Syrah or Shiraz is a dark-skinned grape grown throughout the world and used primarily to produce powerful red wines. Whether sold as Syrah or Shiraz, these wines enjoy great popularity.
Syrah is used as a varietal and is also blended. Following several years of strong planting, Syrah was estimated in 2004 to be the world’s 7th most grown grape at 142,600 hectares (352,000 acres). DNA profiling in 1999 found Syrah to be the offspring of two obscure grapes from southeastern France, Dureza and Mondeuse Blanche. It should not be confused with Petite Sirah, a synonym for Durif, a cross of Syrah with Peloursin dating from 1880.
Syrah is widely used to make a dry red table wine, which can be both varietal or blended. Four main uses can be distinguished:
* Varietal Syrah or Shiraz. Of the better-known wines, this is the style of Hermitage in northern Rhône or Australian Shiraz.
* Syrah blended with a small amount of Viognier. This is the traditional style of Côte-Rôtie in northern Rhône. Syrah as a roughly equal blending component for Cabernet Sauvignon. In modern times, this blend originated in Australia, so it is often known as Shiraz-Cabernet.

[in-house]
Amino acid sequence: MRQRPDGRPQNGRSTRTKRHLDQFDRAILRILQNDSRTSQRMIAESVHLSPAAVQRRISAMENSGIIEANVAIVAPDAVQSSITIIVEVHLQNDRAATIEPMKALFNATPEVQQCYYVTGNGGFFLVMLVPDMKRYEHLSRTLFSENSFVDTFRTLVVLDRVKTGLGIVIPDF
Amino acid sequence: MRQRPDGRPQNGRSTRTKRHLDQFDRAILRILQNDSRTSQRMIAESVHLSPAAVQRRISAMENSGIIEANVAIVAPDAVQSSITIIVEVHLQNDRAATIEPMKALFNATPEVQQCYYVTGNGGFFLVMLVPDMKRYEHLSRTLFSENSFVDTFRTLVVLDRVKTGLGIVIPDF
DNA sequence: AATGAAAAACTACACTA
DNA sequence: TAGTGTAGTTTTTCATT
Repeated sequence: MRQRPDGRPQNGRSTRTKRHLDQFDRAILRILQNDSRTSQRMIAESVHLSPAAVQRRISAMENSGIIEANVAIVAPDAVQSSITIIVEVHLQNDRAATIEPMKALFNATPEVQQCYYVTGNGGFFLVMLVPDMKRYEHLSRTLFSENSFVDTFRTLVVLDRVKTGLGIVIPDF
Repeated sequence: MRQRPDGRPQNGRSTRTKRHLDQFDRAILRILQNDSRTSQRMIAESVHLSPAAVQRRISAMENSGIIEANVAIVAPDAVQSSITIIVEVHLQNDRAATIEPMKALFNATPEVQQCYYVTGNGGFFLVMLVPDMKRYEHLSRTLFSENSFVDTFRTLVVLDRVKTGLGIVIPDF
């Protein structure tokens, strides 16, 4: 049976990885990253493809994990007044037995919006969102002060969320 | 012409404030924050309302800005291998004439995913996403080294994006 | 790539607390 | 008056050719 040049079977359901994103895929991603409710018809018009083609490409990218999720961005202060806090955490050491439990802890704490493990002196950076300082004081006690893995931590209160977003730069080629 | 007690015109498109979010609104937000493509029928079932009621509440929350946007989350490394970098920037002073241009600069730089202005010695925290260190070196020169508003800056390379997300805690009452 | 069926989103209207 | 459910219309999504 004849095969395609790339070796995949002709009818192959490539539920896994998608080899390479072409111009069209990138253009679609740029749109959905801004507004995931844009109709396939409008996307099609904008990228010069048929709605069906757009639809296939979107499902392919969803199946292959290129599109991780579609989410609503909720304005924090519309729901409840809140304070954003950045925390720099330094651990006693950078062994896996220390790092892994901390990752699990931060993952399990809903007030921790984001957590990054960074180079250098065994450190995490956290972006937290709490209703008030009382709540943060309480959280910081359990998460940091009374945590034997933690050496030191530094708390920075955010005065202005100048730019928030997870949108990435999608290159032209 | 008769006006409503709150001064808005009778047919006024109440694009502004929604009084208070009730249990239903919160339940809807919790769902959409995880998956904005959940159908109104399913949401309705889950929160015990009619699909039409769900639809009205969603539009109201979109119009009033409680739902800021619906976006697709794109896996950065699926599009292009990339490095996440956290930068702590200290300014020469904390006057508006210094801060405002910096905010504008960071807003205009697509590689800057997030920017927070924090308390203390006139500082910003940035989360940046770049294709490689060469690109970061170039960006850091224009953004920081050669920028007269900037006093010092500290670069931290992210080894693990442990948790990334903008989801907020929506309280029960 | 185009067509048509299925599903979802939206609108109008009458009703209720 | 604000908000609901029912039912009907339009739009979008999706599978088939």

* Syrah as a minor blending component for Grenache and Mourvèdre. This is the traditional style of Châteauneuf-du-Pape of southern Rhône, and this blend is often referred to as GSM in Australia.
* Smaller amounts of Syrah are also used in the production of other wine styles, such as rosé wine, fortified wine in Port wine style, and sparkling red wine. While Australian sparkling Shiraz traditionally have had some sweetness, a number of Australian winemakers also make a full-bodied sparkling dry Shiraz, that contains the complexity and sometimes earthy notes that are normally found in still wine.
Due to their concentrated flavours and high tannin content, many premium Syrah wines are at their best after some considerable bottle aging. In exceptional cases, this may be 15 years or longer.
Syrah has one of the highest recommended wine serving temperatures at 65 °F (18 °C).
Wines made from Syrah are often powerfully flavoured and full-bodied. The variety produces wines with a wide range of flavor notes, depending on the climate and soils where it is grown, as well as other viticultural practices chosen. Aroma characters can range from violets to berries (usually dark as opposed to red), chocolate, espresso and black pepper. No one aroma can be called “typical” though blackberry and pepper are often noticed. With time in the bottle these “primary” notes are moderated and then supplemented with earthy or savory “tertiary” notes such as leather and truffle. “Secondary” flavor and aroma notes are those associated with several things, generally winemakers’ practices (such as oak barrel and yeast regimes).